Tracking: basically it tracks the user habit. This is the most commonly usage of the cookie as the companies uses this for his own purposes.

Most of the definition were extracted from the wikipedia. It was an interesting lecture and everything was clear.

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More twitters! This reminded me of my t-shirt with the cookie monster on it :cookie:

My day 18 :slight_smile: https://wp.me/p9EXXo-5q

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There are so many post about definition of cookies, I have the same ideas, I listed out some kinds of cookies below:

An HTTP cookie (also called web cookie, Internet cookie, browser cookie, or simply cookie) is a small piece of data sent from a website and stored on the user’s computer by the user’s web browser while the user is browsing. Cookies were designed to be a reliable mechanism for websites to remember stateful information (such as items added in the shopping cart in an online store) or to record the user’s browsing activity (including clicking particular buttons, logging in, or recording which pages were visited in the past). They can also be used to remember arbitrary pieces of information that the user previously entered into form fields such as names, addresses, passwords, and credit card numbers.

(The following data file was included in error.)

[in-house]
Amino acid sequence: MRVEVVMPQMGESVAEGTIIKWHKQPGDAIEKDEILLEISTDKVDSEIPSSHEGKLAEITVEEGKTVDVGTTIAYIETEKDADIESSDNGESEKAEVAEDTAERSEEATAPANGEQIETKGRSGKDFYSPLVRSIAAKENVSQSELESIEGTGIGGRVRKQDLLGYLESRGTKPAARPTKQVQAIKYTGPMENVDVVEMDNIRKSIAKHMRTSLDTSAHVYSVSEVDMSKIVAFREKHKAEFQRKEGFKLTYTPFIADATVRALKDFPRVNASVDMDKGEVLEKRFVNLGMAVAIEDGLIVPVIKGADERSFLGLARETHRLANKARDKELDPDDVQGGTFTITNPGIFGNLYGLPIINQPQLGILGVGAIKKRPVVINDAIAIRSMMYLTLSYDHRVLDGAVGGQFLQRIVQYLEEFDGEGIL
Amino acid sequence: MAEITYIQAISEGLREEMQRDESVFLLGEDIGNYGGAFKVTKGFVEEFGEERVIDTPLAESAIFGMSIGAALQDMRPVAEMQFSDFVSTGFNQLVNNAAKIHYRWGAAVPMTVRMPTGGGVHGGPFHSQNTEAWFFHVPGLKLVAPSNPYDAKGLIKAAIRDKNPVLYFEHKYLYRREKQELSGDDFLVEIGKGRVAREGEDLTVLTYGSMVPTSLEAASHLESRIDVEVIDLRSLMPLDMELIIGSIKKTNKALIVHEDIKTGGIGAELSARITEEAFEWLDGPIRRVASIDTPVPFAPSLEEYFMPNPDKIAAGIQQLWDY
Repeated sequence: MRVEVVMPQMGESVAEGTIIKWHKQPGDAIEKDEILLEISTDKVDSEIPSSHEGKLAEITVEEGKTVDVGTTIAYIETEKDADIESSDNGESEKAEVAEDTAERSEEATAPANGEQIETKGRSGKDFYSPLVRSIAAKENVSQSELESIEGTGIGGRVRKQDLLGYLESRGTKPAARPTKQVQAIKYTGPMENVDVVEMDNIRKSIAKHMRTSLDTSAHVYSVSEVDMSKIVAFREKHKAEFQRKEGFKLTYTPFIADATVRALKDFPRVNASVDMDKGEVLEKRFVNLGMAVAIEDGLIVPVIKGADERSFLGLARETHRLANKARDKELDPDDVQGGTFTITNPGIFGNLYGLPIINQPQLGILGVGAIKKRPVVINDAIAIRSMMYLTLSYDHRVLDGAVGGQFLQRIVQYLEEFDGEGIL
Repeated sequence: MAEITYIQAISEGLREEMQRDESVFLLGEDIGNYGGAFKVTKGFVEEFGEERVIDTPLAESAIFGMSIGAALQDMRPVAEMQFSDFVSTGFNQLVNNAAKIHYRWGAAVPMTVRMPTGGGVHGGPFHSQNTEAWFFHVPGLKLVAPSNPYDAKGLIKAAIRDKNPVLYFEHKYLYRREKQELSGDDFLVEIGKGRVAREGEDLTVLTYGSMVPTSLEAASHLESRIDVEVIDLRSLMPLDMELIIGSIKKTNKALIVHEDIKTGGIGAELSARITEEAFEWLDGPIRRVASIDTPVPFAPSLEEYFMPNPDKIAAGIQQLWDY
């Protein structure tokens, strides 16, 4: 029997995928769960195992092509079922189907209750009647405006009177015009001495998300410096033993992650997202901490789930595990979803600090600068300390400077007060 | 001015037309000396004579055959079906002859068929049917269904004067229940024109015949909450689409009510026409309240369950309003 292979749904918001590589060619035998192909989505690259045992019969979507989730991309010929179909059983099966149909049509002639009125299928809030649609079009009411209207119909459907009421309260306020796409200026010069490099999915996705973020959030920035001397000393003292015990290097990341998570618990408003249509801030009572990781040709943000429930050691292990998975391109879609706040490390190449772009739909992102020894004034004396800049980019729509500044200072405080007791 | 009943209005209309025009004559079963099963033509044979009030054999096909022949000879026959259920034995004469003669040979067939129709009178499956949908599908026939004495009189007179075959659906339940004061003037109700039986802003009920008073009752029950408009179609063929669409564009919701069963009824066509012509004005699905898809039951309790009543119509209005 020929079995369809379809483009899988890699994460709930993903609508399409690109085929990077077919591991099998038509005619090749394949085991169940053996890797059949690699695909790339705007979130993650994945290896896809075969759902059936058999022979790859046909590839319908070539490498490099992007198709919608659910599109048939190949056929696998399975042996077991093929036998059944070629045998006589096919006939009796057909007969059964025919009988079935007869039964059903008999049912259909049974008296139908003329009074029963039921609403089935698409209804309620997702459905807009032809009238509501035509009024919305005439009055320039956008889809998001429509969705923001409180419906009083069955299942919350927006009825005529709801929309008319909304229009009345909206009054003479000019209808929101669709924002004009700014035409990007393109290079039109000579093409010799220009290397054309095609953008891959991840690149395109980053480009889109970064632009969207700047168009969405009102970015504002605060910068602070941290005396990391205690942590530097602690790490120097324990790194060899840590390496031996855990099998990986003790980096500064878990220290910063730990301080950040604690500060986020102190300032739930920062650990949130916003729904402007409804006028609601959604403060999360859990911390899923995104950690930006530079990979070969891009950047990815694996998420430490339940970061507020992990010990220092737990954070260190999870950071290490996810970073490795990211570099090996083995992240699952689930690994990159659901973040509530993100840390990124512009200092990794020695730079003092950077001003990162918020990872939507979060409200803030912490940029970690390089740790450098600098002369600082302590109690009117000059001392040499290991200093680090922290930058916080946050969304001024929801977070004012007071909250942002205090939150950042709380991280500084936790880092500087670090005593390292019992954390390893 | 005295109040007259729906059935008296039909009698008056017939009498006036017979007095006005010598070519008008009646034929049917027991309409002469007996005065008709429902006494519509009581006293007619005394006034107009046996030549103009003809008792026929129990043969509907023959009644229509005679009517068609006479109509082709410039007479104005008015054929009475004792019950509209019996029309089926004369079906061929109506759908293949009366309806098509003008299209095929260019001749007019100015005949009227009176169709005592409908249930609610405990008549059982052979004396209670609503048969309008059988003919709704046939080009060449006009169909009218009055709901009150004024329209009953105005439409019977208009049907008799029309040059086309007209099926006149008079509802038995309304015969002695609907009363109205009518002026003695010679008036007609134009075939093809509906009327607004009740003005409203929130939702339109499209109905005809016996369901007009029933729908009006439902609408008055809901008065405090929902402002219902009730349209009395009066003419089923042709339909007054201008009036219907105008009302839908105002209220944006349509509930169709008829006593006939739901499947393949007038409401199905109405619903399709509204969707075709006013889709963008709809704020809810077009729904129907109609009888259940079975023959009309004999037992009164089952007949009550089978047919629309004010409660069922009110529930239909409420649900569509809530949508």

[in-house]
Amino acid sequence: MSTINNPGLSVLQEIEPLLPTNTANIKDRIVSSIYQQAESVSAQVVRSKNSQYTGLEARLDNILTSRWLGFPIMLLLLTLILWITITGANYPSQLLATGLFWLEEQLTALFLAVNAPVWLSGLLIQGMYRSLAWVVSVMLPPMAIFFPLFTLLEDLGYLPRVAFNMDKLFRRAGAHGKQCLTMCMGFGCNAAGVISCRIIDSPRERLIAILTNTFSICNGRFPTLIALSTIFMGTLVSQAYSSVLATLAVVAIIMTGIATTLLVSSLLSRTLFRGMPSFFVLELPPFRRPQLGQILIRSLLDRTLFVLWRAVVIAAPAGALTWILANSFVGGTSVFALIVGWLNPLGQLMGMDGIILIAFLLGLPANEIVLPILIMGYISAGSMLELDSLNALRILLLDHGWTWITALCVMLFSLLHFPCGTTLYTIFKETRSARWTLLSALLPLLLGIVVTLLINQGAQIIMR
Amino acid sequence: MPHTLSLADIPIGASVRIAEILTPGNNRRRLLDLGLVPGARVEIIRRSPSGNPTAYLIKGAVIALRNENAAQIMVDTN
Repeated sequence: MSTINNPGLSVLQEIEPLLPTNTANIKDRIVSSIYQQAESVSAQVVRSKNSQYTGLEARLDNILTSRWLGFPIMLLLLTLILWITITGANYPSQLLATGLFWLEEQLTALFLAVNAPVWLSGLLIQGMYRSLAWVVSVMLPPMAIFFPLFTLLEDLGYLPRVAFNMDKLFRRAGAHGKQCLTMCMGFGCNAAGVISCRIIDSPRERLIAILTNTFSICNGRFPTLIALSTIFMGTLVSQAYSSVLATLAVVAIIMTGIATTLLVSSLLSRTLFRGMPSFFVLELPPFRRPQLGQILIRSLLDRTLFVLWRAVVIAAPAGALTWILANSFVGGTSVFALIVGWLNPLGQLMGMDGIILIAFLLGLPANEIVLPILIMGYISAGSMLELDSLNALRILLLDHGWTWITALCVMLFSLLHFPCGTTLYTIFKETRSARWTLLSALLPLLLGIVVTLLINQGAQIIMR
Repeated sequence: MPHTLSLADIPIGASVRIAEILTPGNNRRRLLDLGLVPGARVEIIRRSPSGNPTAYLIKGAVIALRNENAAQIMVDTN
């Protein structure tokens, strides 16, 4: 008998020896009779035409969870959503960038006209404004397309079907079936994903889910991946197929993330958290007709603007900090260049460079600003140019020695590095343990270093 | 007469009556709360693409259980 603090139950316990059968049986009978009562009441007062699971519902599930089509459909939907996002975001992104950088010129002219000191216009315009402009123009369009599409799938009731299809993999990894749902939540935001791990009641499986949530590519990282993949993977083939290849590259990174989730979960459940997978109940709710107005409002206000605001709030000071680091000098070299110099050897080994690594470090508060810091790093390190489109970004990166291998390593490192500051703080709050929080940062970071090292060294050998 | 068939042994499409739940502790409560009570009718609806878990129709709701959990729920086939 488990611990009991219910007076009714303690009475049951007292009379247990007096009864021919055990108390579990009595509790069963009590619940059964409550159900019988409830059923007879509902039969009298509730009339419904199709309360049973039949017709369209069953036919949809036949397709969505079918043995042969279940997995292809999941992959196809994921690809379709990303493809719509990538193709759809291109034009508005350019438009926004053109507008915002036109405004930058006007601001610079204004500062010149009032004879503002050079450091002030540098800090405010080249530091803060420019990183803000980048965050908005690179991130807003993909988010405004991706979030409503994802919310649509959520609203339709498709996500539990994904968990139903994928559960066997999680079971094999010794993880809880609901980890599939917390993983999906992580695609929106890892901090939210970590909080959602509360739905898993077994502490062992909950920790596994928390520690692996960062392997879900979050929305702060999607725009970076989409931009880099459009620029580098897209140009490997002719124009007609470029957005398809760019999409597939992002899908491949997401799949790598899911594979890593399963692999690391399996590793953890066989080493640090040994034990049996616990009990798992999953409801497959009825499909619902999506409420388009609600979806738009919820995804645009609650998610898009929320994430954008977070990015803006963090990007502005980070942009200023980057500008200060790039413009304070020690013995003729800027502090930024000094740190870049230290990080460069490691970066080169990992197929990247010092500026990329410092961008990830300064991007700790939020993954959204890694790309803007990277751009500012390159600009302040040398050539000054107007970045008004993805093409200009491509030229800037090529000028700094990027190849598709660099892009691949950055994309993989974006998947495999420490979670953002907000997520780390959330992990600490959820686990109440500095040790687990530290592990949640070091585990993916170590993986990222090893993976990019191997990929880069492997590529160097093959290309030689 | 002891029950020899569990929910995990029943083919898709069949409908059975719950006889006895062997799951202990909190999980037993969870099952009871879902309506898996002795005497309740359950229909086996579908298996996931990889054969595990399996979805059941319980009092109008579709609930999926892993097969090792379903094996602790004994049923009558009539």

Secure cookie
A secure cookie can only be transmitted over an encrypted connection (i.e. HTTPS). They cannot be transmitted over unencrypted connections (i.e. HTTP). This makes the cookie less likely to be exposed to cookie theft via eavesdropping. A cookie is made secure by adding the Secure flag to the cookie.

Http-only cookie
An http-only cookie cannot be accessed by client-side APIs, such as JavaScript. This restriction eliminates the threat of cookie theft via cross-site scripting (XSS). However, the cookie remains vulnerable to cross-site tracing (XST) and cross-site request forgery (XSRF) attacks. A cookie is given this characteristic by adding the HttpOnly flag to the cookie.

Same-site cookie
In 2016 Google Chrome version 51 introduced[20] a new kind of cookie, the same-site cookie, which can only be sent in requests originating from the same origin as the target domain. This restriction mitigates attacks such as cross-site request forgery (XSRF).[21] A cookie is given this characteristic by setting the SameSite flag to Strict or Lax.[22]